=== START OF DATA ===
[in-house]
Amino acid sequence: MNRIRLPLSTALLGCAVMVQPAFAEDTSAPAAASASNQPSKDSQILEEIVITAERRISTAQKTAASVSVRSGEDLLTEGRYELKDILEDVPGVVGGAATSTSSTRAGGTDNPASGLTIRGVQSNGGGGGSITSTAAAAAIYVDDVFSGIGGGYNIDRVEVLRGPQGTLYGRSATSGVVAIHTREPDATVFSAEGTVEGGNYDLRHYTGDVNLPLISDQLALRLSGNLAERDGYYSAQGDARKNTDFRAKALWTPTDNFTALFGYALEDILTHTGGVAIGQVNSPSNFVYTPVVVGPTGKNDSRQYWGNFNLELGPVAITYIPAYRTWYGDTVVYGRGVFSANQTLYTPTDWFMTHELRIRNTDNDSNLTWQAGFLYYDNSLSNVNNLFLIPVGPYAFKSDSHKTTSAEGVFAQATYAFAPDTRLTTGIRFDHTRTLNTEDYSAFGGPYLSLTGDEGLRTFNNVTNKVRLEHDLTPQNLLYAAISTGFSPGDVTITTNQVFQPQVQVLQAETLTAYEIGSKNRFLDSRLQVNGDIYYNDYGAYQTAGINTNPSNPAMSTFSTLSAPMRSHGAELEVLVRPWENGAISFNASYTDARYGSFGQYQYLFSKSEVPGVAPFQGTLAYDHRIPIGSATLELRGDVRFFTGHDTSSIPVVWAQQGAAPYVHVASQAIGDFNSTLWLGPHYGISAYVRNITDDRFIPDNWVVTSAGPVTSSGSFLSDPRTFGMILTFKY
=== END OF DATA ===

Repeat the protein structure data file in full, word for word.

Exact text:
[in-house]
Amino acid sequence: MNRIRLPLSTALLGCAVMVQPAFAEDTSAPAAASASNQPSKDSQILEEIVITAERRISTAQKTAASVSVRSGEDLLTEGRYELKDILEDVPGVVGGAATSTSSTRAGGTDNPASGLTIRGVQSNGGGGGSITSTAAAAAIYVDDVFSGIGGGYNIDRVEVLRGPQGTLYGRSATSGVVAIHTREPDATVFSAEGTVEGGNYDLRHYTGDVNLPLISDQLALRLSGNLAERDGYYSAQGDARKNTDFRAKALWTPTDNFTALFGYALEDILTHTGGVAIGQVNSPSNFVYTPVVVGPTGKNDSRQYWGNFNLELGPVAITYIPAYRTWYGDTVVYGRGVFSANQTLYTPTDWFMTHELRIRNTDNDSNLTWQAGFLYYDNSLSNVNNLFLIPVGPYAFKSDSHKTTSAEGVFAQATYAFAPDTRLTTGIRFDHTRTLNTEDYSAFGGPYLSLTGDEGLRTFNNVTNKVRLEHDLTPQNLLYAAISTGFSPGDVTITTNQVFQPQVQVLQAETLTAYEIGSKNRFLDSRLQVNGDIYYNDYGAYQTAGINTNPSNPAMSTFSTLSAPMRSHGAELEVLVRPWENGAISFNASYTDARYGSFGQYQYLFSKSEVPGVAPFQGTLAYDHRIPIGSATLELRGDVRFFTGHDTSSIPVVWAQQGAAPYVHVASQAIGDFNSTLWLGPHYGISAYVRNITDDRFIPDNWVVTSAGPVTSSGSFLSDPRTFGMILTFKY